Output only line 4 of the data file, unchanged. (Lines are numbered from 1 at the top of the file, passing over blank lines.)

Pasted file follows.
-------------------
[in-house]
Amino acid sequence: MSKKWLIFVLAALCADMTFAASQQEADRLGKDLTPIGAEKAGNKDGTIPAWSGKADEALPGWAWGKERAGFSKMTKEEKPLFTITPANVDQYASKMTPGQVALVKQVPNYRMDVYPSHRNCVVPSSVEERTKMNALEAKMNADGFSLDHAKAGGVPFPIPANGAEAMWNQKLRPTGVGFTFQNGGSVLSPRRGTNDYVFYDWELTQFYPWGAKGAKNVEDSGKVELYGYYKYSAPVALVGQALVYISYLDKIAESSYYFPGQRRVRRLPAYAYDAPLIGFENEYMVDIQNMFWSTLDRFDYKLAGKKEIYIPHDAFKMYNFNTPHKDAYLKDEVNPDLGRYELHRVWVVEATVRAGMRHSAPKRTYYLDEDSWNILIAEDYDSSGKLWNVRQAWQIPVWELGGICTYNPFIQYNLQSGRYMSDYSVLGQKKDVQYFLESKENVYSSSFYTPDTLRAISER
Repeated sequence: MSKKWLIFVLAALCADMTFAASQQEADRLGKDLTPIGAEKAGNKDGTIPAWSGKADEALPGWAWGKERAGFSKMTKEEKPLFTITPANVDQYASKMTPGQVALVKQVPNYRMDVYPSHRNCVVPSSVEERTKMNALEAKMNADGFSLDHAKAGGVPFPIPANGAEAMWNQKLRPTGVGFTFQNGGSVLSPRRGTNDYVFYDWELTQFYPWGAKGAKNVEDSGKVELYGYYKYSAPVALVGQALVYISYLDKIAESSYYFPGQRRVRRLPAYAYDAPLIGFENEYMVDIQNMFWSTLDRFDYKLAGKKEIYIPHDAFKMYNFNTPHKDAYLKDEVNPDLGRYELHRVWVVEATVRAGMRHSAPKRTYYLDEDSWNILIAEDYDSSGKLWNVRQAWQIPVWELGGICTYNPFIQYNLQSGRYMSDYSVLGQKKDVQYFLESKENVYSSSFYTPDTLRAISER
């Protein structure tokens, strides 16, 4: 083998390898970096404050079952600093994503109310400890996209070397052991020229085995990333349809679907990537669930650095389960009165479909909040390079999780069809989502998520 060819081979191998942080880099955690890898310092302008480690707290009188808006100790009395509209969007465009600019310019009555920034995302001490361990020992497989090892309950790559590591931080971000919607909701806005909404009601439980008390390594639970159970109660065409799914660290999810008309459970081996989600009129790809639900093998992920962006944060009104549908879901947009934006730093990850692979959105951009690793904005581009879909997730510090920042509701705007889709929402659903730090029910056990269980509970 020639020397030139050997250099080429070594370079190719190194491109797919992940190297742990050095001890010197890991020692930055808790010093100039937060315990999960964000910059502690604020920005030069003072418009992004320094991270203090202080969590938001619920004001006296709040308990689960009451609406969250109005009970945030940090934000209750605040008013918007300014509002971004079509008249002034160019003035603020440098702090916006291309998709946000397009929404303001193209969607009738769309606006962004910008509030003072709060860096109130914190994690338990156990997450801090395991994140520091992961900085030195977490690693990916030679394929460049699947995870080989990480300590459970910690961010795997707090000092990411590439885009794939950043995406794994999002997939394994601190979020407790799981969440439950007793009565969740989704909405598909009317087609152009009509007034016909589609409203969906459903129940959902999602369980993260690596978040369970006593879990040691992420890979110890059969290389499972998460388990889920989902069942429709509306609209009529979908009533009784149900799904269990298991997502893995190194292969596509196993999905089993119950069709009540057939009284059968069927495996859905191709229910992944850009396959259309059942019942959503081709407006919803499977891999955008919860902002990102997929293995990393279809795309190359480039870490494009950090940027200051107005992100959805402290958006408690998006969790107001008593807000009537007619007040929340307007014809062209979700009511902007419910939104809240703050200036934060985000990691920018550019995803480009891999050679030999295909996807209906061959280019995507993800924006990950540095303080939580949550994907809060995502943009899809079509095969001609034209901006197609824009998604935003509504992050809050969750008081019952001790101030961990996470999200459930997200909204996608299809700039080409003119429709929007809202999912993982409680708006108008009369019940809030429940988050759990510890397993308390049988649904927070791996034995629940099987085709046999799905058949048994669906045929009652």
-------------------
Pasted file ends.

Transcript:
């Protein structure tokens, strides 16, 4: 083998390898970096404050079952600093994503109310400890996209070397052991020229085995990333349809679907990537669930650095389960009165479909909040390079999780069809989502998520 060819081979191998942080880099955690890898310092302008480690707290009188808006100790009395509209969007465009600019310019009555920034995302001490361990020992497989090892309950790559590591931080971000919607909701806005909404009601439980008390390594639970159970109660065409799914660290999810008309459970081996989600009129790809639900093998992920962006944060009104549908879901947009934006730093990850692979959105951009690793904005581009879909997730510090920042509701705007889709929402659903730090029910056990269980509970 020639020397030139050997250099080429070594370079190719190194491109797919992940190297742990050095001890010197890991020692930055808790010093100039937060315990999960964000910059502690604020920005030069003072418009992004320094991270203090202080969590938001619920004001006296709040308990689960009451609406969250109005009970945030940090934000209750605040008013918007300014509002971004079509008249002034160019003035603020440098702090916006291309998709946000397009929404303001193209969607009738769309606006962004910008509030003072709060860096109130914190994690338990156990997450801090395991994140520091992961900085030195977490690693990916030679394929460049699947995870080989990480300590459970910690961010795997707090000092990411590439885009794939950043995406794994999002997939394994601190979020407790799981969440439950007793009565969740989704909405598909009317087609152009009509007034016909589609409203969906459903129940959902999602369980993260690596978040369970006593879990040691992420890979110890059969290389499972998460388990889920989902069942429709509306609209009529979908009533009784149900799904269990298991997502893995190194292969596509196993999905089993119950069709009540057939009284059968069927495996859905191709229910992944850009396959259309059942019942959503081709407006919803499977891999955008919860902002990102997929293995990393279809795309190359480039870490494009950090940027200051107005992100959805402290958006408690998006969790107001008593807000009537007619007040929340307007014809062209979700009511902007419910939104809240703050200036934060985000990691920018550019995803480009891999050679030999295909996807209906061959280019995507993800924006990950540095303080939580949550994907809060995502943009899809079509095969001609034209901006197609824009998604935003509504992050809050969750008081019952001790101030961990996470999200459930997200909204996608299809700039080409003119429709929007809202999912993982409680708006108008009369019940809030429940988050759990510890397993308390049988649904927070791996034995629940099987085709046999799905058949048994669906045929009652």